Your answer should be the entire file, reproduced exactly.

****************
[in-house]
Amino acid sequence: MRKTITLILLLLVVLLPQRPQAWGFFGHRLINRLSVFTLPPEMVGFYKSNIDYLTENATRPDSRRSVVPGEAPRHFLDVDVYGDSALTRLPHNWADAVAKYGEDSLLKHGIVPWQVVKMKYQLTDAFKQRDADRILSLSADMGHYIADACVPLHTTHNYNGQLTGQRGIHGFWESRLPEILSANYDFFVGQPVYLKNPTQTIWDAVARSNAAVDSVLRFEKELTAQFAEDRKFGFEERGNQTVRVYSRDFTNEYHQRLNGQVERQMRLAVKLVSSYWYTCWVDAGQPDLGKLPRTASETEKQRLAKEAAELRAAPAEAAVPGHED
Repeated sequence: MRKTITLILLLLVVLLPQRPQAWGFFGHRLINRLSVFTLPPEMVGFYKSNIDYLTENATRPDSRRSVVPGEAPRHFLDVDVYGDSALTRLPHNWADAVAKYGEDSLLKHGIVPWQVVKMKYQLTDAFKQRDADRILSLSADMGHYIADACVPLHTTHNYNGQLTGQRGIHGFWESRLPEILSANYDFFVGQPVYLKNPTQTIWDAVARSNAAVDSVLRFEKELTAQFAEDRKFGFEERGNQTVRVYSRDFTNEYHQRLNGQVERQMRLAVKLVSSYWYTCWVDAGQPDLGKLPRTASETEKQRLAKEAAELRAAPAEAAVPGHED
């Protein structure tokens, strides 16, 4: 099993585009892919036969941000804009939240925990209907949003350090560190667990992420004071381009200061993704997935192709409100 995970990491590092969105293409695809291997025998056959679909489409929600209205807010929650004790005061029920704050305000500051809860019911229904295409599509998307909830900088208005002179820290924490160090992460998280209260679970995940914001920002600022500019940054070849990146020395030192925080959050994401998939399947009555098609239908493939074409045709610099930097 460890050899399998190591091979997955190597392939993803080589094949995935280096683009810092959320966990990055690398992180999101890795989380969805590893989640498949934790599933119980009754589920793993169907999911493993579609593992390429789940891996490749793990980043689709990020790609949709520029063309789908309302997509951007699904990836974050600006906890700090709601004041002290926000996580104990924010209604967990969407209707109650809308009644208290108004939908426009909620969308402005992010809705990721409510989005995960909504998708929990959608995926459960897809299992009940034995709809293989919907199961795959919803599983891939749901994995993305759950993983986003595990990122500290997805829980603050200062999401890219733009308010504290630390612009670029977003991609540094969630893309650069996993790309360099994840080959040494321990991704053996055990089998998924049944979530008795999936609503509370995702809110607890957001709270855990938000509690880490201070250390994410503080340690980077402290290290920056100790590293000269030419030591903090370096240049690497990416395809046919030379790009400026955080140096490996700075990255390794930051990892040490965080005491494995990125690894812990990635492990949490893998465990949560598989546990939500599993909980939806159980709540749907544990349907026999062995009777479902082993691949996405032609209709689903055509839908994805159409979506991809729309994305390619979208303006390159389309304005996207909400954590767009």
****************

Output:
[in-house]
Amino acid sequence: MRKTITLILLLLVVLLPQRPQAWGFFGHRLINRLSVFTLPPEMVGFYKSNIDYLTENATRPDSRRSVVPGEAPRHFLDVDVYGDSALTRLPHNWADAVAKYGEDSLLKHGIVPWQVVKMKYQLTDAFKQRDADRILSLSADMGHYIADACVPLHTTHNYNGQLTGQRGIHGFWESRLPEILSANYDFFVGQPVYLKNPTQTIWDAVARSNAAVDSVLRFEKELTAQFAEDRKFGFEERGNQTVRVYSRDFTNEYHQRLNGQVERQMRLAVKLVSSYWYTCWVDAGQPDLGKLPRTASETEKQRLAKEAAELRAAPAEAAVPGHED
Repeated sequence: MRKTITLILLLLVVLLPQRPQAWGFFGHRLINRLSVFTLPPEMVGFYKSNIDYLTENATRPDSRRSVVPGEAPRHFLDVDVYGDSALTRLPHNWADAVAKYGEDSLLKHGIVPWQVVKMKYQLTDAFKQRDADRILSLSADMGHYIADACVPLHTTHNYNGQLTGQRGIHGFWESRLPEILSANYDFFVGQPVYLKNPTQTIWDAVARSNAAVDSVLRFEKELTAQFAEDRKFGFEERGNQTVRVYSRDFTNEYHQRLNGQVERQMRLAVKLVSSYWYTCWVDAGQPDLGKLPRTASETEKQRLAKEAAELRAAPAEAAVPGHED
């Protein structure tokens, strides 16, 4: 099993585009892919036969941000804009939240925990209907949003350090560190667990992420004071381009200061993704997935192709409100 995970990491590092969105293409695809291997025998056959679909489409929600209205807010929650004790005061029920704050305000500051809860019911229904295409599509998307909830900088208005002179820290924490160090992460998280209260679970995940914001920002600022500019940054070849990146020395030192925080959050994401998939399947009555098609239908493939074409045709610099930097 460890050899399998190591091979997955190597392939993803080589094949995935280096683009810092959320966990990055690398992180999101890795989380969805590893989640498949934790599933119980009754589920793993169907999911493993579609593992390429789940891996490749793990980043689709990020790609949709520029063309789908309302997509951007699904990836974050600006906890700090709601004041002290926000996580104990924010209604967990969407209707109650809308009644208290108004939908426009909620969308402005992010809705990721409510989005995960909504998708929990959608995926459960897809299992009940034995709809293989919907199961795959919803599983891939749901994995993305759950993983986003595990990122500290997805829980603050200062999401890219733009308010504290630390612009670029977003991609540094969630893309650069996993790309360099994840080959040494321990991704053996055990089998998924049944979530008795999936609503509370995702809110607890957001709270855990938000509690880490201070250390994410503080340690980077402290290290920056100790590293000269030419030591903090370096240049690497990416395809046919030379790009400026955080140096490996700075990255390794930051990892040490965080005491494995990125690894812990990635492990949490893998465990949560598989546990939500599993909980939806159980709540749907544990349907026999062995009777479902082993691949996405032609209709689903055509839908994805159409979506991809729309994305390619979208303006390159389309304005996207909400954590767009």